further south than forecast.  Beyond that, it's expected to enter the
eastern Gulf where it must be watched much more closely.

As an aside, I checked the track history and if I'm not mistaken, the
last time there were three Atlantic hurricanes during July was 1966
(Becky, Celia, and Dorothy).  So if TD6 makes it to Hurricane Erika by
the end of the month, we can update that record! (also, 7 of the 11
named storms in 1966 made it to hurricane, and if TD6 goes to hurricane,
this season will be at 3 out of 5 so far)

Please visit my tropical Atlantic headquarters.

20 July 2003

Danny became a hurricane, TD6 forms...

At 21Z Friday, Danny was upgraded to a hurricane with a MSLP of 1006mb.  After
some record searching by several people, this is apparently the highest pressure
at which an Atlantic cyclone transitioned to a hurricane.  Emily '93 was 1004mb
and Bob '85 was 1003mb.  Since then, he has entered cooler waters and is back to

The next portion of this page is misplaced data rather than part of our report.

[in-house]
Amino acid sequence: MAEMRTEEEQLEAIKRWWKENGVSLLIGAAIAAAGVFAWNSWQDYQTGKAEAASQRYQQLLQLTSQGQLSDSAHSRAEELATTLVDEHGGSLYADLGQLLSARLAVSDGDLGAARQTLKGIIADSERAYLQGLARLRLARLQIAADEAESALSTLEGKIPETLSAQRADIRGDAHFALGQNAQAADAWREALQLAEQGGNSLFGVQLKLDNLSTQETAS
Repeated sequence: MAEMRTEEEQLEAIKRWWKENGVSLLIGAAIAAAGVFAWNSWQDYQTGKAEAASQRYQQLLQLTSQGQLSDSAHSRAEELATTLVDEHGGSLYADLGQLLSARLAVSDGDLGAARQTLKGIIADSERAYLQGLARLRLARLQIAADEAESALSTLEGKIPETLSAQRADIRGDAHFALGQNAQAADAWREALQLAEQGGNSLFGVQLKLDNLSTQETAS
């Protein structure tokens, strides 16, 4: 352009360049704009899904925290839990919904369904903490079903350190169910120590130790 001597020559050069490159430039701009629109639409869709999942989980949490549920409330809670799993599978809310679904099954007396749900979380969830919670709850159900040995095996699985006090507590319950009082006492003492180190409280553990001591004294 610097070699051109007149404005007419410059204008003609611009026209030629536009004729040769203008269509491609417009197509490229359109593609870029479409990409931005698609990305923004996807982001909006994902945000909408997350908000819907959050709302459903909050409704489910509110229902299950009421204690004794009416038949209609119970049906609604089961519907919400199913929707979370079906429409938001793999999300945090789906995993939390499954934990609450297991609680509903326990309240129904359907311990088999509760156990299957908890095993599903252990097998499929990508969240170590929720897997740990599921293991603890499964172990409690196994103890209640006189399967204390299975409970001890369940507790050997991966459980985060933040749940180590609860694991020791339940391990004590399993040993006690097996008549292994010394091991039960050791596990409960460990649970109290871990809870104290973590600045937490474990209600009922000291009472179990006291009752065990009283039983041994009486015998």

a Tropical Storm again, forecast to continue weakening.  At 15Z today, TS Danny
was located at 41.6N 40.0W and tracking ESE at 14kts.  Intensity is 35kts and
1008mb.  Although not expected to remain a defined tropical system, the
circulation is forecast to continue circling around the Bermuda High, eventually
heading S then SW.

At 21Z Saturday, TD6 formed from the disturbance I had mentioned in the central
deep tropics, east of the Lesser Antilles.  It continues to organize and is
forecast to reach Tropical Storm status later tonight or Monday morning.  As of
15Z today, TD6 is at 13.0N 50.4W and heading W at 20kts.  Winds are 30kts and